Maybe all GPS gadgets should have the voice state things like:

"Turn left, 500 metres... at your own risk and releasing the company who produced this GPS machine from all liability..."

"Continue straight, 1 point 3 kilometres... fully accepting that you are doing so entirely at your own risk..."


Sheesh.


On the other side of the planet, I am researching things to do and see in Abu Dhabi and read on a tourist website that:

"Though cycling is a common mean of transportation for the locals, it has become a favourite leisure activity these days. Abu Dhabi provides many bicycle lanes that go through the skilfully developed public parks, gardens and roads in the city."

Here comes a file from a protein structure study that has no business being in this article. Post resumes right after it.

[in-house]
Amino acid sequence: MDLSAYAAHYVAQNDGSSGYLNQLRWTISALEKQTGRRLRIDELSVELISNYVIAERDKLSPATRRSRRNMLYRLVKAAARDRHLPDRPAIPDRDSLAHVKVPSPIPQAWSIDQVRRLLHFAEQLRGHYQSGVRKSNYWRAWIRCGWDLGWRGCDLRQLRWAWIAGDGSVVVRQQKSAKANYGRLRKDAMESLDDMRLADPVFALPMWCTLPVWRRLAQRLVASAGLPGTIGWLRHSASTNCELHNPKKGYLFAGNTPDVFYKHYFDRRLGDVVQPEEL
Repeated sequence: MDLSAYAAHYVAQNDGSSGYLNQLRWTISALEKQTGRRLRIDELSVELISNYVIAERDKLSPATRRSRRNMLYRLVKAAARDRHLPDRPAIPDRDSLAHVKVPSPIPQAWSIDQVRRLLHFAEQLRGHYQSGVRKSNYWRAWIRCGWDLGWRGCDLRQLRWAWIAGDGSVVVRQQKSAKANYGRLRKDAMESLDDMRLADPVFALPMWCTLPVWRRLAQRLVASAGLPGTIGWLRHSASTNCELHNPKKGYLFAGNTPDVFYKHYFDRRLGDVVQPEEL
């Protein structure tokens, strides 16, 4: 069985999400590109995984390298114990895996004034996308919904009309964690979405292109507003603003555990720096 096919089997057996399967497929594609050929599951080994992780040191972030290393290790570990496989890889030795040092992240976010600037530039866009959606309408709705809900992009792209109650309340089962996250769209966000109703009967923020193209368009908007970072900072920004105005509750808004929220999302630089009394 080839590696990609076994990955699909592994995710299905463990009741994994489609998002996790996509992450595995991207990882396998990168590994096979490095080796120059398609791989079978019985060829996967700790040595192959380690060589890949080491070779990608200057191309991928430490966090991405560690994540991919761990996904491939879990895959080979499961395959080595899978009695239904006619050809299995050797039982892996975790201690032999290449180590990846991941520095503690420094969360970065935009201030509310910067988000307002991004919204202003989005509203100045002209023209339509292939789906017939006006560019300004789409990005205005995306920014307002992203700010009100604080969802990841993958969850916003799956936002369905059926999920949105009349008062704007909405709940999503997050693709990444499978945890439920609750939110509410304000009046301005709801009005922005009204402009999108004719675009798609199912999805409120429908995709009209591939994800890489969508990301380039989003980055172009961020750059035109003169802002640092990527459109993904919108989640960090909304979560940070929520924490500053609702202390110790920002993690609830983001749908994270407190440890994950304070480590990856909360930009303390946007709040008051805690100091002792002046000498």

Which sounds lovely. Although on another site they were mentioning the Corniche, a boardwalk along the sea and highlighting that it was perfect for walking/promenading "although the more adventurous visitors could rent a bicycle and ride on the bikes lanes."

Adventurous? I guess I'll be Hillary and the Corniche of Abu Dhabi will be my Everest...

Double sheesh.

12 comments:

bikefriendlynorthshore said...

This is why lawyers should be shackled and forced to construct bike paths until they show signs of human behaviour.

Anonymous said...

This is the effect of ridiculous lawsuits, chutzpah and incompetent judges . Some people will sue for damages simply because they were stupid and then the judges will grant compensation simply because the user hasn't been warned against their own stupidity. Hence the companies want to protect themselves.